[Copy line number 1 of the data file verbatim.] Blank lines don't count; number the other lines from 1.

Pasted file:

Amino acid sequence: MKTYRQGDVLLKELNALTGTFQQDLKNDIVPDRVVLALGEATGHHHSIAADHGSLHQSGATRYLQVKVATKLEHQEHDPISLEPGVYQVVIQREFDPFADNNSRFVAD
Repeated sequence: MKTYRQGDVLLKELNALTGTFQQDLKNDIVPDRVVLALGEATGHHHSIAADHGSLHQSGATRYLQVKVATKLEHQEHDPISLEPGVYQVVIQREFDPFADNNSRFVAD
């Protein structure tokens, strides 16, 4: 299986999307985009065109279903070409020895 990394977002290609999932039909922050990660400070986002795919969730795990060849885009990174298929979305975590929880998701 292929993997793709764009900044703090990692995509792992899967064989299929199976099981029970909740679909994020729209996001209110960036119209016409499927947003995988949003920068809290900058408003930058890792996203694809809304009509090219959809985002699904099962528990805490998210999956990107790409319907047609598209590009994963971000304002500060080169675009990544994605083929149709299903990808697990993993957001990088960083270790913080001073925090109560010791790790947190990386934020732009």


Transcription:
Amino acid sequence: MKTYRQGDVLLKELNALTGTFQQDLKNDIVPDRVVLALGEATGHHHSIAADHGSLHQSGATRYLQVKVATKLEHQEHDPISLEPGVYQVVIQREFDPFADNNSRFVAD